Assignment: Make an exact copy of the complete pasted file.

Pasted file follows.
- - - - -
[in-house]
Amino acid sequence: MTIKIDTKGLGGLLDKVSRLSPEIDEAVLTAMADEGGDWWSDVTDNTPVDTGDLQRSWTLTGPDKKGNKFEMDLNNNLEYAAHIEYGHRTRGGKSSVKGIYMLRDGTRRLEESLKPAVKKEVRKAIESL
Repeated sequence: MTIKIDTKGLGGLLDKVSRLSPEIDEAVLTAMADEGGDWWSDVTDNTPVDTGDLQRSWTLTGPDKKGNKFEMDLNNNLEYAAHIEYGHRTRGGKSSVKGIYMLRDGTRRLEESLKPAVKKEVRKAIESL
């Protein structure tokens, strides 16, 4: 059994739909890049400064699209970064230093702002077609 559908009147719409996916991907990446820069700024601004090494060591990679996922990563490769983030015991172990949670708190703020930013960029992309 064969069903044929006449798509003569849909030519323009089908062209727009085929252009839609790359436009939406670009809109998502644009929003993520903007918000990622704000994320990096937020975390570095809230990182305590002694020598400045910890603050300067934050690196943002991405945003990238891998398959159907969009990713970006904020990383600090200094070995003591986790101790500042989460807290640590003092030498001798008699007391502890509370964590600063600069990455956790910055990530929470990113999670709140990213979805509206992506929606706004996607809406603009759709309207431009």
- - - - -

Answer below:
[in-house]
Amino acid sequence: MTIKIDTKGLGGLLDKVSRLSPEIDEAVLTAMADEGGDWWSDVTDNTPVDTGDLQRSWTLTGPDKKGNKFEMDLNNNLEYAAHIEYGHRTRGGKSSVKGIYMLRDGTRRLEESLKPAVKKEVRKAIESL
Repeated sequence: MTIKIDTKGLGGLLDKVSRLSPEIDEAVLTAMADEGGDWWSDVTDNTPVDTGDLQRSWTLTGPDKKGNKFEMDLNNNLEYAAHIEYGHRTRGGKSSVKGIYMLRDGTRRLEESLKPAVKKEVRKAIESL
């Protein structure tokens, strides 16, 4: 059994739909890049400064699209970064230093702002077609 559908009147719409996916991907990446820069700024601004090494060591990679996922990563490769983030015991172990949670708190703020930013960029992309 064969069903044929006449798509003569849909030519323009089908062209727009085929252009839609790359436009939406670009809109998502644009929003993520903007918000990622704000994320990096937020975390570095809230990182305590002694020598400045910890603050300067934050690196943002991405945003990238891998398959159907969009990713970006904020990383600090200094070995003591986790101790500042989460807290640590003092030498001798008699007391502890509370964590600063600069990455956790910055990530929470990113999670709140990213979805509206992506929606706004996607809406603009759709309207431009």